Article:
Sadly MS is hardly the first to have done something like that, but they are the biggest and most prominent name right now. People avoid doing firmware updates on various devices for the same reason, as there is no indication what will change or go missing never mind that it likely will reset the device, and thus require a full reconfigure before being useful again. The basic problem of our world is that it is ruled by sometings that loath working on "old" tech.
The epitome of this is the FOSS world that goes through a wrenching rewrite churn every 5 years or so as new heads take over "old" projects. For all their antics, one reason MS is still top dog is that they support APIs and ABIs first introduced with Windows 95 or even older, if you manage to do a bit install. Never mind that MS did offer XP updates, for a price.
One reason the NHS got hit hard was that some penny pinching bureaucrat decided they could not afford to pay said price. Qwertious on May 15, It's funny that I see the general sentiment over Windows 10 to be the opposite of Python 3. It's a big problem in tech, trying to get people to update. We might like to think of ourselves as progressive, but a lot of people in our world tend to be very conservative and resistant to change. Microsoft knows that as well as anyone else.
The only way to ensure people are using the latest version is to stop giving them a choice.
You can't always rely on people making the best choice for themselves. That sounds super authoritarian, sure, but the nice thing about technology?
Protect Processes from Spyware With Windows Integrity Levels
Microsoft isn't the only game in town. They can do whatever they want with their platform and you're free to leave. You don't need a passport, or any more money, or really even any additional knowledge at this point. You're only locked in if you choose to be locked in. I'm not really seeing the corollary between Windows and Python in regards to new versions and the requiredness thereof.
Windows is proprietary and has a cost, and customers of it have a business relationship with Microsoft. Python, by contrast, is free and libre, and is offered with no warranty implied.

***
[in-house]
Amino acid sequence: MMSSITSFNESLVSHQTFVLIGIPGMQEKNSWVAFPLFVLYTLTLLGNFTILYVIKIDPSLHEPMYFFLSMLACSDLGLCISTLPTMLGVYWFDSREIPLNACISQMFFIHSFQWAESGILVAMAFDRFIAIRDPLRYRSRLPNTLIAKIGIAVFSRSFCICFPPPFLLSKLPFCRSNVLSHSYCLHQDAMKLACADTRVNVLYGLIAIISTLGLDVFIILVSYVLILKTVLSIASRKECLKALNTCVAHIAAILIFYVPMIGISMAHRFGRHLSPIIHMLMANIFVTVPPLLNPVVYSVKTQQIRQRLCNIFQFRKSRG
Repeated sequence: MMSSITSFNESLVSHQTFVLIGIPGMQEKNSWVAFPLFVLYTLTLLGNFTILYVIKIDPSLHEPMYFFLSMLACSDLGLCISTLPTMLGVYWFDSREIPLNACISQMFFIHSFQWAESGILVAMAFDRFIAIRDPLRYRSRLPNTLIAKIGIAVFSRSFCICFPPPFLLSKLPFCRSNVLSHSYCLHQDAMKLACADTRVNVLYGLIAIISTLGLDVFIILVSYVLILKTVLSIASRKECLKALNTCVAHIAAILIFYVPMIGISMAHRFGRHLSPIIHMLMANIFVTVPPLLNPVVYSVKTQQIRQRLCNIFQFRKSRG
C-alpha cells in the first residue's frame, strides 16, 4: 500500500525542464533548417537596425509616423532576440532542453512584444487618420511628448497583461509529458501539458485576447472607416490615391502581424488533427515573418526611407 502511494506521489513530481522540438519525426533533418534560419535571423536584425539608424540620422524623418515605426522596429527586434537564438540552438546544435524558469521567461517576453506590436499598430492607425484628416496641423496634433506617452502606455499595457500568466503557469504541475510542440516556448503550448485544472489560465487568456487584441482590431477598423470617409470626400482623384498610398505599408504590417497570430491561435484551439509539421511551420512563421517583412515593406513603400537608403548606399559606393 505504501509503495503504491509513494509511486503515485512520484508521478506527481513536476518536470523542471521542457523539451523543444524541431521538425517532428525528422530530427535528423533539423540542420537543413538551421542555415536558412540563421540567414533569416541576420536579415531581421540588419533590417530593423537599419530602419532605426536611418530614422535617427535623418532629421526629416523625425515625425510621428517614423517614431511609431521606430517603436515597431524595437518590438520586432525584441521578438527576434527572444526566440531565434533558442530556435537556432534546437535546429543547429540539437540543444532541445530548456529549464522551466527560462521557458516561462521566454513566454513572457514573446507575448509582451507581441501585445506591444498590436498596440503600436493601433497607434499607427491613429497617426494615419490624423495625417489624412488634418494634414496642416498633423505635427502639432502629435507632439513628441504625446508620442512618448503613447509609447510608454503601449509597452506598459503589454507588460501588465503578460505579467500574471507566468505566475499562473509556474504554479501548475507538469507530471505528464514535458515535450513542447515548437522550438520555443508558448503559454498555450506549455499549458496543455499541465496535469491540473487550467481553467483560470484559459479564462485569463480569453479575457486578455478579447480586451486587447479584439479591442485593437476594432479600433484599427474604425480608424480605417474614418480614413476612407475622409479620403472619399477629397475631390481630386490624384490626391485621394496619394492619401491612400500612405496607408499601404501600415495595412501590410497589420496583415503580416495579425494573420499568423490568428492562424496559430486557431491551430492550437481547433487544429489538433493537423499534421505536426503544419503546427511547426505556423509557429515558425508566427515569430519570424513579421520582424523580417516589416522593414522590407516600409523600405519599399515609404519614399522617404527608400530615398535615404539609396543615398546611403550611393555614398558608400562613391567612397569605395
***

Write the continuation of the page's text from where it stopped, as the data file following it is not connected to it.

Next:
If the lack of support for Python 2 is proving to be an inconvenience for you and you won't upgrade to Python 3 for whatever reason, well then, all the source is available, and you can do the needful. Hell, you can even build, release, and distribute your own fork of Python 2 that gets continued updates. None of these options are available with Windows.
Agree with the first part, the second needs a very twisted definition of best or themselves. Offer something people want and they will upgrade. This alone tells very much about the win10 situation. Microsoft game is lock-in, if the cost of leaving their garden is trivial they are doing something wrong! They last him a year, and then he has to buy another pair of shoes. They last him a year, and then he has to buy another laptop. I have a friend who uses Windows XP.
Windows XP is better, it's faster, it's leaner, Aero is garbage, Metro is garbage. DirectX 12 is just a scam to get you to upgrade, there's no reason Windows XP isn't the best. But once a month he's calling me about some kind of virus he's gotten even though he runs Symantec every day.
Relying on an outdated piece of software is never the best decision. If Microsoft's updates bother you that much, stop using Microsoft software. Microsoft can't lock you in to anything, and there's very little that Windows offers that OSX, or to a lesser extent Linux, doesn't offer.
Download Fighting Spyware with Mandatory Access Control in MS Windows Vista: A concept for